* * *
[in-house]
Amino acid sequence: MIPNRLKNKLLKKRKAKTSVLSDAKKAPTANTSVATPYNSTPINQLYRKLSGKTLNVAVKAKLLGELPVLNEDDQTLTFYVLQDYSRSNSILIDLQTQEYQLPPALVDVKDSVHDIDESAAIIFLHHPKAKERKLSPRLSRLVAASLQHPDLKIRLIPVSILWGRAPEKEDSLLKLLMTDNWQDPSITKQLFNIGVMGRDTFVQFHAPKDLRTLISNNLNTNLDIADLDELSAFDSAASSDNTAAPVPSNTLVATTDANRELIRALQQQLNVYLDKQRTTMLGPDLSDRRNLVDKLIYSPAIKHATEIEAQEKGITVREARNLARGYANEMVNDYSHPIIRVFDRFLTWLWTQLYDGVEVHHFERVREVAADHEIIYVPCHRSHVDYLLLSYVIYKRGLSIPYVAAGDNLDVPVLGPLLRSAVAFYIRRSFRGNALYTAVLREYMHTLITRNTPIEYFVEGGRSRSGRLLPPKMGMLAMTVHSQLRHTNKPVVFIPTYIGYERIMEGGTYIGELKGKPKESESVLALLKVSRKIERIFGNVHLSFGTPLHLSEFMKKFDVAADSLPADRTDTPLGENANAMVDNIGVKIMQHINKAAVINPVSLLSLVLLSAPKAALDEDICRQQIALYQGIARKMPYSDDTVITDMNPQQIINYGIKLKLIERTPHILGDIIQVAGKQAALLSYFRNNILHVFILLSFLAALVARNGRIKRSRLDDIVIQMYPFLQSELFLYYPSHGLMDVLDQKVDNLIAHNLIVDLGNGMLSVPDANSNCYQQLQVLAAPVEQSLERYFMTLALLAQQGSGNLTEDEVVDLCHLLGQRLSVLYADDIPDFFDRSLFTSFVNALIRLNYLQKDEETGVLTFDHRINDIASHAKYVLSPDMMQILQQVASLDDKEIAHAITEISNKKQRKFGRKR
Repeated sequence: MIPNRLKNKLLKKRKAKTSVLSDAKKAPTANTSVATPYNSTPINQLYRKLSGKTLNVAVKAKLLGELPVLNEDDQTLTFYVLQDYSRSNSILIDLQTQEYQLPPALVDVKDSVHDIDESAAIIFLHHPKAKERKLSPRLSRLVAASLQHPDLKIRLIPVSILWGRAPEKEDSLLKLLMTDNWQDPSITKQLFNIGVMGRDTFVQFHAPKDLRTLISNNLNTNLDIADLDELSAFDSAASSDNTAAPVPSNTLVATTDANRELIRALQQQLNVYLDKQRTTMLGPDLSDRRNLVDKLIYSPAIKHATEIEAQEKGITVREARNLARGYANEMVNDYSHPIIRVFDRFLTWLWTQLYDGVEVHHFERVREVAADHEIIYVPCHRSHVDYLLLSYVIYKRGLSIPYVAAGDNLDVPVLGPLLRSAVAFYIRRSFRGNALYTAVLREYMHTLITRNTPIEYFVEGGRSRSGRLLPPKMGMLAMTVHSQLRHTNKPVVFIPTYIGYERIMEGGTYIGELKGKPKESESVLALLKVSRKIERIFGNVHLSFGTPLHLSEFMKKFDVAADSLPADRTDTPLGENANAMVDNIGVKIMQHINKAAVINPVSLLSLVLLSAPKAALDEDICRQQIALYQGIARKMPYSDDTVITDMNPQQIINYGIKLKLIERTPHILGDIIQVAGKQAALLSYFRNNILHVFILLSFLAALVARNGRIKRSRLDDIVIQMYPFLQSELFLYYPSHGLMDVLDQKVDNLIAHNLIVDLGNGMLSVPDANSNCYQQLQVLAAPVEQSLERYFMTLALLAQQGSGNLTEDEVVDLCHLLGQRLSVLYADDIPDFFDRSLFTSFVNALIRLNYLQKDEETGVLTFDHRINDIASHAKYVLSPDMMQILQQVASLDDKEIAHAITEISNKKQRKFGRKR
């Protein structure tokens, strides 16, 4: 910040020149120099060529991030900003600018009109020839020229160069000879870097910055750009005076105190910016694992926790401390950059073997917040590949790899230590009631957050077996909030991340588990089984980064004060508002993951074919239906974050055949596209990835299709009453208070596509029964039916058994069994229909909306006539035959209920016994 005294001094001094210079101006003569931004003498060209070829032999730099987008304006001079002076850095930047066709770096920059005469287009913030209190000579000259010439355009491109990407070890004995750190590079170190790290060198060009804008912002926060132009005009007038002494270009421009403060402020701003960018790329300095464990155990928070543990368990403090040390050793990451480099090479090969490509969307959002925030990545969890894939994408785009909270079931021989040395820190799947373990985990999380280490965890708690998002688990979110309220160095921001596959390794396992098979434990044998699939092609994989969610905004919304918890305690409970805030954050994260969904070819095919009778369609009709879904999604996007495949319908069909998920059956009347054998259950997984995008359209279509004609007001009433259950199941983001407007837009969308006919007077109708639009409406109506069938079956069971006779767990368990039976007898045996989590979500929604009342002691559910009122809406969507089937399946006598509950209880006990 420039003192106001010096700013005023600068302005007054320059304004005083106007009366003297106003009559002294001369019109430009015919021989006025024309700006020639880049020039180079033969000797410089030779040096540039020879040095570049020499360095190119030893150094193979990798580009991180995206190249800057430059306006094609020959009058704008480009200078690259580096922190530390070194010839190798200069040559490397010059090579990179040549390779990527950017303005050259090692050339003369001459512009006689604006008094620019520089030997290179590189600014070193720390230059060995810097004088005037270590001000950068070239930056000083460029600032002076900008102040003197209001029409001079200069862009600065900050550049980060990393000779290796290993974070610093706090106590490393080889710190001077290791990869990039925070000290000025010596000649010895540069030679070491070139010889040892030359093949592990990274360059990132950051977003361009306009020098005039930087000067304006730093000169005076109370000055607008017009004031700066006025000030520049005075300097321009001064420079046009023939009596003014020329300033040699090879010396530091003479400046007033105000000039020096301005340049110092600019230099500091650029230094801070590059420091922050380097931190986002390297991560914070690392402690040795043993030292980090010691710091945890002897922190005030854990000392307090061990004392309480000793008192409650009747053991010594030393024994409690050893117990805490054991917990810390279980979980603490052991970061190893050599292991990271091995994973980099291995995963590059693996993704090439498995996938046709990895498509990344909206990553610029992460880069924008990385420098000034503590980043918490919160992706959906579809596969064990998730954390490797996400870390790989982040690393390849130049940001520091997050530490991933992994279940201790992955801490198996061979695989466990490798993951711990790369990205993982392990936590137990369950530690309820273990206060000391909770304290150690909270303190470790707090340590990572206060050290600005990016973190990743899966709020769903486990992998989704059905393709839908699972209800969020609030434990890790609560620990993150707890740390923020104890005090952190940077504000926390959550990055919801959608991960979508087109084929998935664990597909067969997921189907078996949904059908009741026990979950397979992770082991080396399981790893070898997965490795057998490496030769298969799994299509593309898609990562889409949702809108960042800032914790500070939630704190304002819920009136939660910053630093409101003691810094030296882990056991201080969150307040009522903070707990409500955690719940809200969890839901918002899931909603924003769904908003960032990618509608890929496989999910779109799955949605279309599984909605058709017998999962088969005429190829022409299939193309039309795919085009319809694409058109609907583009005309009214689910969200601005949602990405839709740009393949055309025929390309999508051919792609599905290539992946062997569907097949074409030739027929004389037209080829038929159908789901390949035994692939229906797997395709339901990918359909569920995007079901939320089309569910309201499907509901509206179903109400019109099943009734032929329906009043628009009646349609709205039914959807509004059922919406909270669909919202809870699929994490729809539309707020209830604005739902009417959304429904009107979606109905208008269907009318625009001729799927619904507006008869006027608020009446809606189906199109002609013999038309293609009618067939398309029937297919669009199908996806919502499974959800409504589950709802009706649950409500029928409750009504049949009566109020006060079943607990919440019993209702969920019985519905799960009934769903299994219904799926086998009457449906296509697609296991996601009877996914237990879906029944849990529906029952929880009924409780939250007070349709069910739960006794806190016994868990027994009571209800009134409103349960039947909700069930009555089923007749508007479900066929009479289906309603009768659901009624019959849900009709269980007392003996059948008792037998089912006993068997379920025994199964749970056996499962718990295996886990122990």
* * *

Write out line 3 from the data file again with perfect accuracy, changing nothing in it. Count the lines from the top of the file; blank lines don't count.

Repeated sequence: MIPNRLKNKLLKKRKAKTSVLSDAKKAPTANTSVATPYNSTPINQLYRKLSGKTLNVAVKAKLLGELPVLNEDDQTLTFYVLQDYSRSNSILIDLQTQEYQLPPALVDVKDSVHDIDESAAIIFLHHPKAKERKLSPRLSRLVAASLQHPDLKIRLIPVSILWGRAPEKEDSLLKLLMTDNWQDPSITKQLFNIGVMGRDTFVQFHAPKDLRTLISNNLNTNLDIADLDELSAFDSAASSDNTAAPVPSNTLVATTDANRELIRALQQQLNVYLDKQRTTMLGPDLSDRRNLVDKLIYSPAIKHATEIEAQEKGITVREARNLARGYANEMVNDYSHPIIRVFDRFLTWLWTQLYDGVEVHHFERVREVAADHEIIYVPCHRSHVDYLLLSYVIYKRGLSIPYVAAGDNLDVPVLGPLLRSAVAFYIRRSFRGNALYTAVLREYMHTLITRNTPIEYFVEGGRSRSGRLLPPKMGMLAMTVHSQLRHTNKPVVFIPTYIGYERIMEGGTYIGELKGKPKESESVLALLKVSRKIERIFGNVHLSFGTPLHLSEFMKKFDVAADSLPADRTDTPLGENANAMVDNIGVKIMQHINKAAVINPVSLLSLVLLSAPKAALDEDICRQQIALYQGIARKMPYSDDTVITDMNPQQIINYGIKLKLIERTPHILGDIIQVAGKQAALLSYFRNNILHVFILLSFLAALVARNGRIKRSRLDDIVIQMYPFLQSELFLYYPSHGLMDVLDQKVDNLIAHNLIVDLGNGMLSVPDANSNCYQQLQVLAAPVEQSLERYFMTLALLAQQGSGNLTEDEVVDLCHLLGQRLSVLYADDIPDFFDRSLFTSFVNALIRLNYLQKDEETGVLTFDHRINDIASHAKYVLSPDMMQILQQVASLDDKEIAHAITEISNKKQRKFGRKR